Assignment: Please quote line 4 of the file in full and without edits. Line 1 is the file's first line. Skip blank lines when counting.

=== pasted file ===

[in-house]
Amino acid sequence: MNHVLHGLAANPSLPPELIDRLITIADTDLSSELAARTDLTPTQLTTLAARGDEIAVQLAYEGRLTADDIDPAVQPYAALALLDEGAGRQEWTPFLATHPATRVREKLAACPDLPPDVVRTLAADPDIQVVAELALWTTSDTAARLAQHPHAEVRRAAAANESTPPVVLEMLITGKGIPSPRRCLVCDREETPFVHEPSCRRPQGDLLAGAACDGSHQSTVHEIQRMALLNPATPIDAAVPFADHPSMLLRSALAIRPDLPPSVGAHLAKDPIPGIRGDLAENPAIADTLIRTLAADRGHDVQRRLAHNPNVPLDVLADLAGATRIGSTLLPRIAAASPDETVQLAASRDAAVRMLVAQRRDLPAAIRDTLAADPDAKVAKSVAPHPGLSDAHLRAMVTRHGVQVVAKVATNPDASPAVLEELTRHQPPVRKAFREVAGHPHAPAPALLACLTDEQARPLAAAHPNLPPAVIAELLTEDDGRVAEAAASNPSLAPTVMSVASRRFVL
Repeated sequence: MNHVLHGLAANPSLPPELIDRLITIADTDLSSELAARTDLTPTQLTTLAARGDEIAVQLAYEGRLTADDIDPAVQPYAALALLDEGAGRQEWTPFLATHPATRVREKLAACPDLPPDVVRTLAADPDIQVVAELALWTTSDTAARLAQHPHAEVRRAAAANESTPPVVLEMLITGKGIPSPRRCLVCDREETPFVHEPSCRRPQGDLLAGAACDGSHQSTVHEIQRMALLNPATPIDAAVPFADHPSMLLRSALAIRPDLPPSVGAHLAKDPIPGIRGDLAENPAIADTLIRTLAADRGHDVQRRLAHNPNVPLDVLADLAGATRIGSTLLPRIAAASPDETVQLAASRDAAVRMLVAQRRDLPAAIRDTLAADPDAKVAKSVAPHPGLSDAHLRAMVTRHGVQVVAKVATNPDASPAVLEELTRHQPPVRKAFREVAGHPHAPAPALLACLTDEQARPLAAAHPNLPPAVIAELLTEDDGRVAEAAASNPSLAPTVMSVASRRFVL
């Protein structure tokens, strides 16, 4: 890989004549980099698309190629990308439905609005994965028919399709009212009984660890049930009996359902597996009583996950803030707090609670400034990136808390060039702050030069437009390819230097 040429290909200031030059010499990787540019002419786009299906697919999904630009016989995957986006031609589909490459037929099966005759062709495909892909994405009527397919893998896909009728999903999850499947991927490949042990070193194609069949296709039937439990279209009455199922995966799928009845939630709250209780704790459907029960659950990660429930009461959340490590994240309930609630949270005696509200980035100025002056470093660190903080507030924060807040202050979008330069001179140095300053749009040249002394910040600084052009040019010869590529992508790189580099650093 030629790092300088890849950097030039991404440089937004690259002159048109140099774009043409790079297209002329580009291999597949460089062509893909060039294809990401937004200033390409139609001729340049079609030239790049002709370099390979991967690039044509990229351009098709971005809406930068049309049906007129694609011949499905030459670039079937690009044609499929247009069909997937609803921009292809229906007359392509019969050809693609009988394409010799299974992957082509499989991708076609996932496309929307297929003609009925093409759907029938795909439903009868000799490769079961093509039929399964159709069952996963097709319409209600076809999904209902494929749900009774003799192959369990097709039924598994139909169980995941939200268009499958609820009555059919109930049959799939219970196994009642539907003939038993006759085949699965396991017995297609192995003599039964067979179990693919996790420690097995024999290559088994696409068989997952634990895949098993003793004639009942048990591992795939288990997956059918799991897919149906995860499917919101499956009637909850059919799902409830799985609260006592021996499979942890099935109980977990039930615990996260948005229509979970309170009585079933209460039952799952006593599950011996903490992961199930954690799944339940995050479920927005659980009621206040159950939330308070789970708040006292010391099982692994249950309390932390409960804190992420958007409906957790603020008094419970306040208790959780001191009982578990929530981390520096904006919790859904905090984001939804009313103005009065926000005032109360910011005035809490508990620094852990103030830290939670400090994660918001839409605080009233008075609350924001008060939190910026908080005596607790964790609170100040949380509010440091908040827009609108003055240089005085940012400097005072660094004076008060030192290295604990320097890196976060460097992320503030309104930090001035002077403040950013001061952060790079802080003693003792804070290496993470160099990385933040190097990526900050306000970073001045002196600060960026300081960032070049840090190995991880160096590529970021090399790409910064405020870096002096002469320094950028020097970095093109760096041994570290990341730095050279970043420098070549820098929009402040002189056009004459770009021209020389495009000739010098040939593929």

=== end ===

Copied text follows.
């Protein structure tokens, strides 16, 4: 890989004549980099698309190629990308439905609005994965028919399709009212009984660890049930009996359902597996009583996950803030707090609670400034990136808390060039702050030069437009390819230097 040429290909200031030059010499990787540019002419786009299906697919999904630009016989995957986006031609589909490459037929099966005759062709495909892909994405009527397919893998896909009728999903999850499947991927490949042990070193194609069949296709039937439990279209009455199922995966799928009845939630709250209780704790459907029960659950990660429930009461959340490590994240309930609630949270005696509200980035100025002056470093660190903080507030924060807040202050979008330069001179140095300053749009040249002394910040600084052009040019010869590529992508790189580099650093 030629790092300088890849950097030039991404440089937004690259002159048109140099774009043409790079297209002329580009291999597949460089062509893909060039294809990401937004200033390409139609001729340049079609030239790049002709370099390979991967690039044509990229351009098709971005809406930068049309049906007129694609011949499905030459670039079937690009044609499929247009069909997937609803921009292809229906007359392509019969050809693609009988394409010799299974992957082509499989991708076609996932496309929307297929003609009925093409759907029938795909439903009868000799490769079961093509039929399964159709069952996963097709319409209600076809999904209902494929749900009774003799192959369990097709039924598994139909169980995941939200268009499958609820009555059919109930049959799939219970196994009642539907003939038993006759085949699965396991017995297609192995003599039964067979179990693919996790420690097995024999290559088994696409068989997952634990895949098993003793004639009942048990591992795939288990997956059918799991897919149906995860499917919101499956009637909850059919799902409830799985609260006592021996499979942890099935109980977990039930615990996260948005229509979970309170009585079933209460039952799952006593599950011996903490992961199930954690799944339940995050479920927005659980009621206040159950939330308070789970708040006292010391099982692994249950309390932390409960804190992420958007409906957790603020008094419970306040208790959780001191009982578990929530981390520096904006919790859904905090984001939804009313103005009065926000005032109360910011005035809490508990620094852990103030830290939670400090994660918001839409605080009233008075609350924001008060939190910026908080005596607790964790609170100040949380509010440091908040827009609108003055240089005085940012400097005072660094004076008060030192290295604990320097890196976060460097992320503030309104930090001035002077403040950013001061952060790079802080003693003792804070290496993470160099990385933040190097990526900050306000970073001045002196600060960026300081960032070049840090190995991880160096590529970021090399790409910064405020870096002096002469320094950028020097970095093109760096041994570290990341730095050279970043420098070549820098929009402040002189056009004459770009021209020389495009000739010098040939593929």